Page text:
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Three US amphibious warfare ships - an LHD leading an LPD (rear) and an LSD (fore)

An amphibious warfare ship (or amphib) is a warship employed to land and support ground forces, such as marines, on enemy territory during an amphibious assault. The largest fleet of these types is operated by the United States Navy, including the Tarawa class amphibious assault ships dating back to the 1970s and the newer and larger Wasp class ships that debuted in 1989.


World War I and interwar period

The history of the specialist amphibious assault vessel really begins during World War II. Prior to World War I, amphibious assaults had taken place using conventional boats. The disastrous Gallipoli landings of 1915 showed that this type of operation was impossible in the face of modern weapons, especially the machine gun. The 1920s and 1930s did not see much progress in most of the world, the exception being by the United States Marine Corps. Small-scale operations conducted by the Marine Corps in Latin America in the 1920s and 1930s, known as the Banana Wars, led to the development of advanced amphibious assault doctrine. By the late 1930s, concrete plans were beginning to form to build the first true specialized amphibious assault ships.

Specialized shipping can be divided into two types, most crudely described as ships and craft. In general the ships carry the troops from the port of embarkation to the drop point for the assault and the craft carry the troops from the ship to the shore. Amphibious assaults taking place over short distances can also involve the shore-to-shore technique where landing craft go directly from the port of embarkation to the assault point.

World War II developments

LST disembark M4 Sherman tanks and other vehicles during the invasion of Noemfoor Island, 1944

WWII types
Amphibious Force Flagship
Attack cargo ship
Attack Transport
High speed transport
Landing Ship, Dock
Landing Ship, Medium
Landing Ship, Tank
Landing Ship, Vehicle
WWII British terminology
Amphibious Force Flagship
Landing Ship, Headquarters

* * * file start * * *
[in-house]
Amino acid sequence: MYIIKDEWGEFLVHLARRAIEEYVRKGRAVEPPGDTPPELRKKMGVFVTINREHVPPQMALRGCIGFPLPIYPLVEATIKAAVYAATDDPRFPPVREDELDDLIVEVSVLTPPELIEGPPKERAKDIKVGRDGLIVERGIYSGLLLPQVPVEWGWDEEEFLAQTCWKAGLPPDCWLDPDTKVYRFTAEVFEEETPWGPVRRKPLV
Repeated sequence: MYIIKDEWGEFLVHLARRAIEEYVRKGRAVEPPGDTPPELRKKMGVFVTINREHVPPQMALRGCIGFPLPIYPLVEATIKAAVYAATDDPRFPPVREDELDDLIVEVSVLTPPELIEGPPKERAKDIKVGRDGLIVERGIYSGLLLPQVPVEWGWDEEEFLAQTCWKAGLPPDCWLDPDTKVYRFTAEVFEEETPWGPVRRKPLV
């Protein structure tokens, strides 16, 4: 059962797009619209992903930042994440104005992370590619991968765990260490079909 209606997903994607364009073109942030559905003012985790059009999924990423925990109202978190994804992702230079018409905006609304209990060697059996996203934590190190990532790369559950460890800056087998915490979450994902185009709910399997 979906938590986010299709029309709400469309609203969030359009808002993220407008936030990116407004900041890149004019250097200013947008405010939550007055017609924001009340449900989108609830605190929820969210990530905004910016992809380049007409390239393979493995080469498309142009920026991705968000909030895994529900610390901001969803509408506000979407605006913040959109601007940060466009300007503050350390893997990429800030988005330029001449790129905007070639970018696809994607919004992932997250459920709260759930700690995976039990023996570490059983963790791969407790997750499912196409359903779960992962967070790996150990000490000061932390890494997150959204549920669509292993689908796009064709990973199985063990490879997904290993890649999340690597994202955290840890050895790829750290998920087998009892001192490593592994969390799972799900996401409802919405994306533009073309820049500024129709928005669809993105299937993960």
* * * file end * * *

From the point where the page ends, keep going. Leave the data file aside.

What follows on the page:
Attack Transport
Landing Ship, Infantry

Many of the early types of shipping were converted cargo vessels. However, the Landing Ship, Tank (LST) stands out. As the name suggests it is a specialized type for getting tanks or other large vehicles ashore. Unlike the other large ships, LSTs could beach and discharge directly onto shore. Beyond the ships carrying the troops, other vessels were needed. It was quickly appreciated that amphibious assaults were such complicated operations that a specialized flagship was needed, with facilities that a normal naval vessel simply could not provide. It was also realized that battleships, cruisers and destroyers could not necessarily provide all the fire support (including suppressive fire) that an assault would need. Therefore specialized vessels were developed that incorporated various direct and indirect fire weapons. These included guns and rockets which could be mounted on landing craft and landing ships. As part of the final barrage before an assault, the landing area would be plastered by these types. Despite all the progress that was seen during World War II, there were still fundamental limitations in the types of coastline that were suitable for assault. Beaches had to be relatively free of obstacles, and have the right tidal conditions and the correct slope. However, the development of the helicopter fundamentally changed the equation.